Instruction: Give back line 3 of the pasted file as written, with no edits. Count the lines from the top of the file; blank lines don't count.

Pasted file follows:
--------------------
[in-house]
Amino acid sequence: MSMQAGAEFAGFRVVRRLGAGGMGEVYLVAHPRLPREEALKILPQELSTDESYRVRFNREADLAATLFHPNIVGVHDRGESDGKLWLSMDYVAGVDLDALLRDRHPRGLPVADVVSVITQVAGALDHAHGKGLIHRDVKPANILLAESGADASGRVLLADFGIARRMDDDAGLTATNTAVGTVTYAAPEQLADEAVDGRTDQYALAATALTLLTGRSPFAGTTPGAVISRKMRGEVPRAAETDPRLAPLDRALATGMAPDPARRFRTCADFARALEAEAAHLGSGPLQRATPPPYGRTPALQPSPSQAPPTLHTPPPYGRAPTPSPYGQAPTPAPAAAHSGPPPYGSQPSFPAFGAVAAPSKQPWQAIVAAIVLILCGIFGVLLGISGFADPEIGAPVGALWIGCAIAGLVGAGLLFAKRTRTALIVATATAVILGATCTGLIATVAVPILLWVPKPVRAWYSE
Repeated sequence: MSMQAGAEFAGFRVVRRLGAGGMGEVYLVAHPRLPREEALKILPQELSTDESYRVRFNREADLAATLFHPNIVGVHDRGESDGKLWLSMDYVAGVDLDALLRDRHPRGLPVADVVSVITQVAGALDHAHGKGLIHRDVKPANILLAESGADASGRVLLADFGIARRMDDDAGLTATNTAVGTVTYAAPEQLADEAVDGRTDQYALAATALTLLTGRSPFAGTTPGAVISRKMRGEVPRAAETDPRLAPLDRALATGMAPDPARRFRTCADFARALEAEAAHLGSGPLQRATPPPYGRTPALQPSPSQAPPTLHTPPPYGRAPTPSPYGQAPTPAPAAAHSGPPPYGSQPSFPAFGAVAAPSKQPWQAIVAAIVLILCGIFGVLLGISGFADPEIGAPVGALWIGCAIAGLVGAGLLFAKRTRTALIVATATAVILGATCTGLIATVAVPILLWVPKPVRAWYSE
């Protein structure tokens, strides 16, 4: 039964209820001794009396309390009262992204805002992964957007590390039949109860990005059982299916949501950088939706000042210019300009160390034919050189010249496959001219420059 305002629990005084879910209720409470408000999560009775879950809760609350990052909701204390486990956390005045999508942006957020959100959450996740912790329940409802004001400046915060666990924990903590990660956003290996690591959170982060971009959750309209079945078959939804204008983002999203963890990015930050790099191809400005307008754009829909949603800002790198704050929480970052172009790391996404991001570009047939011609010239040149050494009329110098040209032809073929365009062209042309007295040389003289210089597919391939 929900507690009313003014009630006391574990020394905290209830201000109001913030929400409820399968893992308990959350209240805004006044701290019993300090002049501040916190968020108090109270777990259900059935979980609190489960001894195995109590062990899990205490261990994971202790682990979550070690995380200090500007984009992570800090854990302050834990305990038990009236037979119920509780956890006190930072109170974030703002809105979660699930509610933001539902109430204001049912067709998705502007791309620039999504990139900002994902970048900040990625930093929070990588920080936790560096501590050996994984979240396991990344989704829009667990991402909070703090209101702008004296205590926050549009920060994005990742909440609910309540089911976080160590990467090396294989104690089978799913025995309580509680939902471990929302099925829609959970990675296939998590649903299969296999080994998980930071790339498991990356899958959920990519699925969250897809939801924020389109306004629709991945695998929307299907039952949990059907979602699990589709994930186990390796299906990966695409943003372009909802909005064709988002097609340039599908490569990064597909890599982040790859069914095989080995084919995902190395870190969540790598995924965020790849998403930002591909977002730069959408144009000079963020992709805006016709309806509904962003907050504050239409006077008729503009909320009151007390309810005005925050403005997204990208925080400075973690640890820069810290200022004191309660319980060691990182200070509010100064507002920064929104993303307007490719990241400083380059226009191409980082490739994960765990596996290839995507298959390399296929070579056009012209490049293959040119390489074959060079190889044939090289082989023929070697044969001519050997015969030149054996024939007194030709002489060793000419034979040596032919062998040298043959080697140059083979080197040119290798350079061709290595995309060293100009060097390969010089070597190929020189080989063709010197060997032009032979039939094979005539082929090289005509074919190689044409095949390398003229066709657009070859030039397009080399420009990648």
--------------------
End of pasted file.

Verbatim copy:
Repeated sequence: MSMQAGAEFAGFRVVRRLGAGGMGEVYLVAHPRLPREEALKILPQELSTDESYRVRFNREADLAATLFHPNIVGVHDRGESDGKLWLSMDYVAGVDLDALLRDRHPRGLPVADVVSVITQVAGALDHAHGKGLIHRDVKPANILLAESGADASGRVLLADFGIARRMDDDAGLTATNTAVGTVTYAAPEQLADEAVDGRTDQYALAATALTLLTGRSPFAGTTPGAVISRKMRGEVPRAAETDPRLAPLDRALATGMAPDPARRFRTCADFARALEAEAAHLGSGPLQRATPPPYGRTPALQPSPSQAPPTLHTPPPYGRAPTPSPYGQAPTPAPAAAHSGPPPYGSQPSFPAFGAVAAPSKQPWQAIVAAIVLILCGIFGVLLGISGFADPEIGAPVGALWIGCAIAGLVGAGLLFAKRTRTALIVATATAVILGATCTGLIATVAVPILLWVPKPVRAWYSE